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Thread: Will LCoS projector with laser illumination source have spekcle?

  1. #11
    Join Date
    Jun 2009
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    The diffusers are probably structured light diffusers, like those made by Luminit. Optotune works but is expensive and also uses a similar diffuser structure on the membrane.

  2. #12
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    Jul 2018
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    I'm still not sure how a diffuser will not destroy the near perfect collimation required to achieve a focus free projection.

  3. #13
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    Jan 2006
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    Quote Originally Posted by joec View Post
    I'm still not sure how a diffuser will not destroy the near perfect collimation required to achieve a focus free projection.
    Think about what causes speckle: it is individual waves of light interfering with one another, producing constructive and destructive interference.

    Constructive = multiple peaks = bright spot.
    Destructive = peaks and troughs = dark spot.

    Realize that the slightest movement, on the order of just a few hundred nanometers, is enough to begin to change this interference pattern.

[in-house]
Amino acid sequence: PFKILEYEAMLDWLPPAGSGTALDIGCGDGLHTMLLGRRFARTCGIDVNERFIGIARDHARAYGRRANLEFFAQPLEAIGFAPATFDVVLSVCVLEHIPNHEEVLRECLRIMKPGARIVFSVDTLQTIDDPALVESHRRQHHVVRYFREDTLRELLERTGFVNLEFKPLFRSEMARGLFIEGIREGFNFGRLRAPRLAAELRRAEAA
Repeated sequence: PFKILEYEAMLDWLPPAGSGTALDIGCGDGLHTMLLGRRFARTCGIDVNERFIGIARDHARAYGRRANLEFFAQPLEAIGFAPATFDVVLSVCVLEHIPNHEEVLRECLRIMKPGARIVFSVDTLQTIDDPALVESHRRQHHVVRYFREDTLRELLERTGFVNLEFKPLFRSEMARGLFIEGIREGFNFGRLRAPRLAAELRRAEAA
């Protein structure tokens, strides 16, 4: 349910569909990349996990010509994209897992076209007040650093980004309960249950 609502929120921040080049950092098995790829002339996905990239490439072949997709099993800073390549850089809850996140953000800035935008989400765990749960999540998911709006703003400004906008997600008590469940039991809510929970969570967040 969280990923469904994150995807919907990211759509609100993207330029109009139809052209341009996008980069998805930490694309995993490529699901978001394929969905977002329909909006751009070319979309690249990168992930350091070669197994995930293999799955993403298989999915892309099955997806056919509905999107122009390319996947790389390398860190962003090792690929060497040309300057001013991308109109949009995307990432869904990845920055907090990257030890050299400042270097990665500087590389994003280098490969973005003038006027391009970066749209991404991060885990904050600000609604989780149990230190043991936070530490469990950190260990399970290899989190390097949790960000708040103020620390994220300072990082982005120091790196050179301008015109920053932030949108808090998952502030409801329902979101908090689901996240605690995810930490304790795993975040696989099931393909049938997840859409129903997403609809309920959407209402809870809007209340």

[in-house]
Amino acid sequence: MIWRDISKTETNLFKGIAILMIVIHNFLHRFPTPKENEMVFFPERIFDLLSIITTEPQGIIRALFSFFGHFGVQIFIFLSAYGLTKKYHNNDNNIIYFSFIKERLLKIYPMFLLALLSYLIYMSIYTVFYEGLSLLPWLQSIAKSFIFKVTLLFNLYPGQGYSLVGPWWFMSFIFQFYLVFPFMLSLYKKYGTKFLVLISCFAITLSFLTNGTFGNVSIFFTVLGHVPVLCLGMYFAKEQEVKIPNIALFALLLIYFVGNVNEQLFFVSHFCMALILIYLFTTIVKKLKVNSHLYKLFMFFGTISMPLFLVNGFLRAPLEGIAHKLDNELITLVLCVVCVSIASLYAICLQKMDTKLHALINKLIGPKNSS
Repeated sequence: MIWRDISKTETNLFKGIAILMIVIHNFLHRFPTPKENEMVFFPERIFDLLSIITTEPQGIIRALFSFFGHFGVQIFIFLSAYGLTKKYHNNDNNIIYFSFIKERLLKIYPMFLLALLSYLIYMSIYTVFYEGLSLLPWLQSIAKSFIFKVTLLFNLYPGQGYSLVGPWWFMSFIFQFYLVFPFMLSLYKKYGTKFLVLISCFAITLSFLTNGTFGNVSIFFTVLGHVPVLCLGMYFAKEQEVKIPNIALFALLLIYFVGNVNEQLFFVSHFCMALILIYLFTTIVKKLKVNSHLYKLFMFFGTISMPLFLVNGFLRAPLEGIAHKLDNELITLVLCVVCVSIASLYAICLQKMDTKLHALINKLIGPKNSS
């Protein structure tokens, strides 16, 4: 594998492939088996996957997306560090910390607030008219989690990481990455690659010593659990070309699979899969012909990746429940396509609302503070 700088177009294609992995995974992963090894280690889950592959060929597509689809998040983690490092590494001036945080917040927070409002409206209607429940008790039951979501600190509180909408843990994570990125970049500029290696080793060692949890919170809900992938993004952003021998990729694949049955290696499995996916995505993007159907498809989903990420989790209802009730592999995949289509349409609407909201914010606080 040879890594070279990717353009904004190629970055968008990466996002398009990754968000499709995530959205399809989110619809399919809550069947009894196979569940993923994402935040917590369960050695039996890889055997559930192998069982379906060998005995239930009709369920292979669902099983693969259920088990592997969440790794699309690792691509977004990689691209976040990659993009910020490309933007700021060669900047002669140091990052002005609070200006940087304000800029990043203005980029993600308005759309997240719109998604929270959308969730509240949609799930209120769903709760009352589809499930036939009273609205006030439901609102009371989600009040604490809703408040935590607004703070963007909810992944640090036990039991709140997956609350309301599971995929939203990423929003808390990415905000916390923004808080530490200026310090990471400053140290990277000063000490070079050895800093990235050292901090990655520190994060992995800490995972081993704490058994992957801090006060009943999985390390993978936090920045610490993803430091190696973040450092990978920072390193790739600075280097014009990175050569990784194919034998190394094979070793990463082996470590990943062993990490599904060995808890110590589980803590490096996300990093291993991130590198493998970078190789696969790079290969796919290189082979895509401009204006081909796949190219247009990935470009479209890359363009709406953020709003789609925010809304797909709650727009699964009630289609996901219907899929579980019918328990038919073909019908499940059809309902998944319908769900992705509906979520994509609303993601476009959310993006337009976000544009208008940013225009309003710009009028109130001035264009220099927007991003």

Now imagine you have the ability to vibrate the entire beam ever so slightly in a random pattern at very high speeds so that you can average out the bright and dim spots over time.
    That would be a way to get rid of speckle without changing the divergence at all.
    Alas, it's not very practical to mount the diode on some sort of "micron-scale shaker table"... (Reliability might prove to be an issue as well.)

    The next best thing is to diffract the beam *slightly* so that you cause the interference patterns to change/move as the diffraction element is moved. Now keep that diffraction element moving quickly and over time once again the bright and dim spots will average out. But remember that we're dealing with very small scales here.

    Now, if you just use a piece of glass that has been sand-blasted, then yeah - you're going to greatly increase the divergence, which is bad. But that is overkill.
    Instead you want to use a lightly-diffractive element that yields just enough variation to allow you to average out the speckle without significantly altering your divergence.

    Adam

  4. #14
    Join Date
    Jul 2018
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    Okay, makes sense. Thanks for the explanation.

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